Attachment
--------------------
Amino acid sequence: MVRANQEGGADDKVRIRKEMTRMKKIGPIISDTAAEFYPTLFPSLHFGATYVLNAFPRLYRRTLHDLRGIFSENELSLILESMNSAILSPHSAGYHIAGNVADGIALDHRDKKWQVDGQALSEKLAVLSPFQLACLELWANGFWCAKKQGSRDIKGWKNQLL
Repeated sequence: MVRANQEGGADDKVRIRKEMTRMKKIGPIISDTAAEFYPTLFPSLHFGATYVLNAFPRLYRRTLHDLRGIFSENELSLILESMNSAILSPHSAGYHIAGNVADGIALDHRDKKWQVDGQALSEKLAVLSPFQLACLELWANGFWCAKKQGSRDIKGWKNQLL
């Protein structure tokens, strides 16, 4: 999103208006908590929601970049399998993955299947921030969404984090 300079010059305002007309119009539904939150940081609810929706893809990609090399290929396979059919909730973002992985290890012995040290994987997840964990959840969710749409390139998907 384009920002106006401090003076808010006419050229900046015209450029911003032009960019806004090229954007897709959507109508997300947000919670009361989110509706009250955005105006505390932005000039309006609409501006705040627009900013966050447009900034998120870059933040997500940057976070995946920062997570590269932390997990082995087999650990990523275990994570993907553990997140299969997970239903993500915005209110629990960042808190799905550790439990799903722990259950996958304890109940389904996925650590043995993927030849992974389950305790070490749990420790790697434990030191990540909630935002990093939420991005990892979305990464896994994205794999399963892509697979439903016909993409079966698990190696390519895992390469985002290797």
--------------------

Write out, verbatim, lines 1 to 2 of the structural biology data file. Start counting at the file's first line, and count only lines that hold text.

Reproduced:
Amino acid sequence: MVRANQEGGADDKVRIRKEMTRMKKIGPIISDTAAEFYPTLFPSLHFGATYVLNAFPRLYRRTLHDLRGIFSENELSLILESMNSAILSPHSAGYHIAGNVADGIALDHRDKKWQVDGQALSEKLAVLSPFQLACLELWANGFWCAKKQGSRDIKGWKNQLL
Repeated sequence: MVRANQEGGADDKVRIRKEMTRMKKIGPIISDTAAEFYPTLFPSLHFGATYVLNAFPRLYRRTLHDLRGIFSENELSLILESMNSAILSPHSAGYHIAGNVADGIALDHRDKKWQVDGQALSEKLAVLSPFQLACLELWANGFWCAKKQGSRDIKGWKNQLL